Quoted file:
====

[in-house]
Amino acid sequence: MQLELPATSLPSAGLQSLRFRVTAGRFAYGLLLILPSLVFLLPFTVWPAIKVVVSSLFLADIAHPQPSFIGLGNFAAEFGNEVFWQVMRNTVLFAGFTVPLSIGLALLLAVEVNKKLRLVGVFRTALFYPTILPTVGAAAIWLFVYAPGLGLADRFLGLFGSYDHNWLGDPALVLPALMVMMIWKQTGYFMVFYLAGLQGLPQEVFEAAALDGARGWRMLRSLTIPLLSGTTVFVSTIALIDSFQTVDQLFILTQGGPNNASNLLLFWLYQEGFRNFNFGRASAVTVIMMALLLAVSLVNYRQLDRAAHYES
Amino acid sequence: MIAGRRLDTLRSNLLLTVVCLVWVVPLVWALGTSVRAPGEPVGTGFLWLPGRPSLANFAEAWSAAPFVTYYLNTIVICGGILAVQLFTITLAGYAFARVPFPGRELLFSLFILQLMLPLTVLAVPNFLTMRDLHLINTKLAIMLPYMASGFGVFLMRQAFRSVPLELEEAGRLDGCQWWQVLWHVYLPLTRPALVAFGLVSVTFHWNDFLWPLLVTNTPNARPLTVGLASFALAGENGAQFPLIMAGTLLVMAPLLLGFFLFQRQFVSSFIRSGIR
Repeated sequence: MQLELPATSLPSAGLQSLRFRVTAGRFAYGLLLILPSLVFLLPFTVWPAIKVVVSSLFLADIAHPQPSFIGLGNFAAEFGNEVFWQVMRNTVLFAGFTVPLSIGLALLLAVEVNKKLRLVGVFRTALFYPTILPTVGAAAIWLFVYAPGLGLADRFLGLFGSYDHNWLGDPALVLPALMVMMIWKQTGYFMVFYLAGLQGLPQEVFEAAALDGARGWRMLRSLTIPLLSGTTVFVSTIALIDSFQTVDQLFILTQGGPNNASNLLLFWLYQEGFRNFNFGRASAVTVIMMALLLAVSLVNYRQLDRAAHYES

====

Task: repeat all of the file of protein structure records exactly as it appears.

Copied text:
[in-house]
Amino acid sequence: MQLELPATSLPSAGLQSLRFRVTAGRFAYGLLLILPSLVFLLPFTVWPAIKVVVSSLFLADIAHPQPSFIGLGNFAAEFGNEVFWQVMRNTVLFAGFTVPLSIGLALLLAVEVNKKLRLVGVFRTALFYPTILPTVGAAAIWLFVYAPGLGLADRFLGLFGSYDHNWLGDPALVLPALMVMMIWKQTGYFMVFYLAGLQGLPQEVFEAAALDGARGWRMLRSLTIPLLSGTTVFVSTIALIDSFQTVDQLFILTQGGPNNASNLLLFWLYQEGFRNFNFGRASAVTVIMMALLLAVSLVNYRQLDRAAHYES
Amino acid sequence: MIAGRRLDTLRSNLLLTVVCLVWVVPLVWALGTSVRAPGEPVGTGFLWLPGRPSLANFAEAWSAAPFVTYYLNTIVICGGILAVQLFTITLAGYAFARVPFPGRELLFSLFILQLMLPLTVLAVPNFLTMRDLHLINTKLAIMLPYMASGFGVFLMRQAFRSVPLELEEAGRLDGCQWWQVLWHVYLPLTRPALVAFGLVSVTFHWNDFLWPLLVTNTPNARPLTVGLASFALAGENGAQFPLIMAGTLLVMAPLLLGFFLFQRQFVSSFIRSGIR
Repeated sequence: MQLELPATSLPSAGLQSLRFRVTAGRFAYGLLLILPSLVFLLPFTVWPAIKVVVSSLFLADIAHPQPSFIGLGNFAAEFGNEVFWQVMRNTVLFAGFTVPLSIGLALLLAVEVNKKLRLVGVFRTALFYPTILPTVGAAAIWLFVYAPGLGLADRFLGLFGSYDHNWLGDPALVLPALMVMMIWKQTGYFMVFYLAGLQGLPQEVFEAAALDGARGWRMLRSLTIPLLSGTTVFVSTIALIDSFQTVDQLFILTQGGPNNASNLLLFWLYQEGFRNFNFGRASAVTVIMMALLLAVSLVNYRQLDRAAHYES